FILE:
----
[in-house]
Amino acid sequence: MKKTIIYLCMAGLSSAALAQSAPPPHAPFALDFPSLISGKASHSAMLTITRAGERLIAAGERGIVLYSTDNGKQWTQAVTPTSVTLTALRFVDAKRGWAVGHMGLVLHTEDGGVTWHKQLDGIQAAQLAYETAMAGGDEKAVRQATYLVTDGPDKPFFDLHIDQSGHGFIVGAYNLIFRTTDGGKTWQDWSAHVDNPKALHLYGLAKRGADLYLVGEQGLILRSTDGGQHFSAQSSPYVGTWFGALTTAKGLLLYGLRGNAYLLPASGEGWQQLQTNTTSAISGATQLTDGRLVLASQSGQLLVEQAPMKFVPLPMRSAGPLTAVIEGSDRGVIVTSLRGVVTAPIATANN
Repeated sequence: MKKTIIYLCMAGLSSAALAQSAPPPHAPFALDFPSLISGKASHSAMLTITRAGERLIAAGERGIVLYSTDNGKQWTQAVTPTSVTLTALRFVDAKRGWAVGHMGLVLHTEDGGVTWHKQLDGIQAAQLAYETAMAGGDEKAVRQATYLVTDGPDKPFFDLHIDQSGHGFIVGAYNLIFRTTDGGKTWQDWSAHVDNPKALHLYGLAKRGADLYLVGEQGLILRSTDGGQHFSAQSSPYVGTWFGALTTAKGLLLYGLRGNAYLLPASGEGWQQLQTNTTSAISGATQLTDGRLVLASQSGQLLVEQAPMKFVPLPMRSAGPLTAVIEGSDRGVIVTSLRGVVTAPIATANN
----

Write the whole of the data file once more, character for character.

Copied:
[in-house]
Amino acid sequence: MKKTIIYLCMAGLSSAALAQSAPPPHAPFALDFPSLISGKASHSAMLTITRAGERLIAAGERGIVLYSTDNGKQWTQAVTPTSVTLTALRFVDAKRGWAVGHMGLVLHTEDGGVTWHKQLDGIQAAQLAYETAMAGGDEKAVRQATYLVTDGPDKPFFDLHIDQSGHGFIVGAYNLIFRTTDGGKTWQDWSAHVDNPKALHLYGLAKRGADLYLVGEQGLILRSTDGGQHFSAQSSPYVGTWFGALTTAKGLLLYGLRGNAYLLPASGEGWQQLQTNTTSAISGATQLTDGRLVLASQSGQLLVEQAPMKFVPLPMRSAGPLTAVIEGSDRGVIVTSLRGVVTAPIATANN
Repeated sequence: MKKTIIYLCMAGLSSAALAQSAPPPHAPFALDFPSLISGKASHSAMLTITRAGERLIAAGERGIVLYSTDNGKQWTQAVTPTSVTLTALRFVDAKRGWAVGHMGLVLHTEDGGVTWHKQLDGIQAAQLAYETAMAGGDEKAVRQATYLVTDGPDKPFFDLHIDQSGHGFIVGAYNLIFRTTDGGKTWQDWSAHVDNPKALHLYGLAKRGADLYLVGEQGLILRSTDGGQHFSAQSSPYVGTWFGALTTAKGLLLYGLRGNAYLLPASGEGWQQLQTNTTSAISGATQLTDGRLVLASQSGQLLVEQAPMKFVPLPMRSAGPLTAVIEGSDRGVIVTSLRGVVTAPIATANN